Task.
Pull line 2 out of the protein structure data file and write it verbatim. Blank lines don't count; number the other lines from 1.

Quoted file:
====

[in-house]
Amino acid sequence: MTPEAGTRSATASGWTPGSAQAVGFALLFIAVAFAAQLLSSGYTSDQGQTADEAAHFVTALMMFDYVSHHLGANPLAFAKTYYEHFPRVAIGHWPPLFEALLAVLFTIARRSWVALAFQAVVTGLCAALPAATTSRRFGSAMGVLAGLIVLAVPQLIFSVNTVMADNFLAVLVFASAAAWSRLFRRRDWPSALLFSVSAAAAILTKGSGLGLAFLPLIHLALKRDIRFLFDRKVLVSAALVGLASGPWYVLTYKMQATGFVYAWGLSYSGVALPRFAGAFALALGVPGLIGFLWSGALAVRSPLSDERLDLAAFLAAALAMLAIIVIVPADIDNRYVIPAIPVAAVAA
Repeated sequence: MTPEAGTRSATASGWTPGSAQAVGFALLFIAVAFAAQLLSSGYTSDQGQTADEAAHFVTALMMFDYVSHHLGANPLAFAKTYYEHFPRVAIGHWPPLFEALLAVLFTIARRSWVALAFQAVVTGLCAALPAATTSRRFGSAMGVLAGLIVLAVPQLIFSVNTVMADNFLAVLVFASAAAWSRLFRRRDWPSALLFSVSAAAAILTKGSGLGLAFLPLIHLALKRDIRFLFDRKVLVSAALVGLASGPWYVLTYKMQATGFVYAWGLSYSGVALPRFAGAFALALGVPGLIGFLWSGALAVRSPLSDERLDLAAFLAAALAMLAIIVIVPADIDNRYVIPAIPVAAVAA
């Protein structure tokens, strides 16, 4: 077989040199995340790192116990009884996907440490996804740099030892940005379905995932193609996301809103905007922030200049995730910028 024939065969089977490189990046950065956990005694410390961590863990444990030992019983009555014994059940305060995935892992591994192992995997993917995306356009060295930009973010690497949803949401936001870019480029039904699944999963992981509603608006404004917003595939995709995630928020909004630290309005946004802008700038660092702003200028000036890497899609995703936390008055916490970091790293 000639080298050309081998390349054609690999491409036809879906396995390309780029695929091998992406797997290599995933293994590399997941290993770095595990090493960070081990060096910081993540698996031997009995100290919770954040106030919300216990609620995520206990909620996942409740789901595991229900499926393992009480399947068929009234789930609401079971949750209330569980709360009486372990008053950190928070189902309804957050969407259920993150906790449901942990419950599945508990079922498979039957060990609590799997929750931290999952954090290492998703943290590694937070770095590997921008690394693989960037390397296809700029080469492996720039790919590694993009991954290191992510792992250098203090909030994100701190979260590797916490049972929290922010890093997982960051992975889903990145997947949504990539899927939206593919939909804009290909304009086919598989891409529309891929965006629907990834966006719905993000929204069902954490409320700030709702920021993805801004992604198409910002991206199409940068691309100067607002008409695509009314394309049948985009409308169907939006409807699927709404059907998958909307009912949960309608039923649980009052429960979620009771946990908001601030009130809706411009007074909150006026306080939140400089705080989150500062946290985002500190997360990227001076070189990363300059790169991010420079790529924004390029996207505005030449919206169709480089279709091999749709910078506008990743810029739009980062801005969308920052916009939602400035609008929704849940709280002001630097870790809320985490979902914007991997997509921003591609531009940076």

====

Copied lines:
Amino acid sequence: MTPEAGTRSATASGWTPGSAQAVGFALLFIAVAFAAQLLSSGYTSDQGQTADEAAHFVTALMMFDYVSHHLGANPLAFAKTYYEHFPRVAIGHWPPLFEALLAVLFTIARRSWVALAFQAVVTGLCAALPAATTSRRFGSAMGVLAGLIVLAVPQLIFSVNTVMADNFLAVLVFASAAAWSRLFRRRDWPSALLFSVSAAAAILTKGSGLGLAFLPLIHLALKRDIRFLFDRKVLVSAALVGLASGPWYVLTYKMQATGFVYAWGLSYSGVALPRFAGAFALALGVPGLIGFLWSGALAVRSPLSDERLDLAAFLAAALAMLAIIVIVPADIDNRYVIPAIPVAAVAA